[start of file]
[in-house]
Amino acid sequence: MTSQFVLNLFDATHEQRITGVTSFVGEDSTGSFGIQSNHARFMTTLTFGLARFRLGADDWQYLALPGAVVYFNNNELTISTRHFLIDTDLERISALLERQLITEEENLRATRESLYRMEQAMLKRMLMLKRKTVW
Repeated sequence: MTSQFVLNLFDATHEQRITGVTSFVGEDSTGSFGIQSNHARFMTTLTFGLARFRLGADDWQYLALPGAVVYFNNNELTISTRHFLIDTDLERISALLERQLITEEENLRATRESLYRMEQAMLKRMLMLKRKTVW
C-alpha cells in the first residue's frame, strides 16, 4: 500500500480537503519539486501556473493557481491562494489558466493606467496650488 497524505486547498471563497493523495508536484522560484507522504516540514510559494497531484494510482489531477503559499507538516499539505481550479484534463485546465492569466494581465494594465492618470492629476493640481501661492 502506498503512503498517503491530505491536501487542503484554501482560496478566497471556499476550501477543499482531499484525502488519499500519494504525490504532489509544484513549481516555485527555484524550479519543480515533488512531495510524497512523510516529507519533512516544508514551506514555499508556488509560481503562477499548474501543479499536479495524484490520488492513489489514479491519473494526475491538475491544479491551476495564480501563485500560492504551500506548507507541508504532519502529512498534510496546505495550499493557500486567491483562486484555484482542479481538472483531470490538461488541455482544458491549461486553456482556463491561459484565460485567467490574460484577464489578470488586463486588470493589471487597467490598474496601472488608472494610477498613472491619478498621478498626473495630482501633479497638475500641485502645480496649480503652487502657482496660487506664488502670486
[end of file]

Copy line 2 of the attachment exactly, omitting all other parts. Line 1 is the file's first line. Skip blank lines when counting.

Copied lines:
Amino acid sequence: MTSQFVLNLFDATHEQRITGVTSFVGEDSTGSFGIQSNHARFMTTLTFGLARFRLGADDWQYLALPGAVVYFNNNELTISTRHFLIDTDLERISALLERQLITEEENLRATRESLYRMEQAMLKRMLMLKRKTVW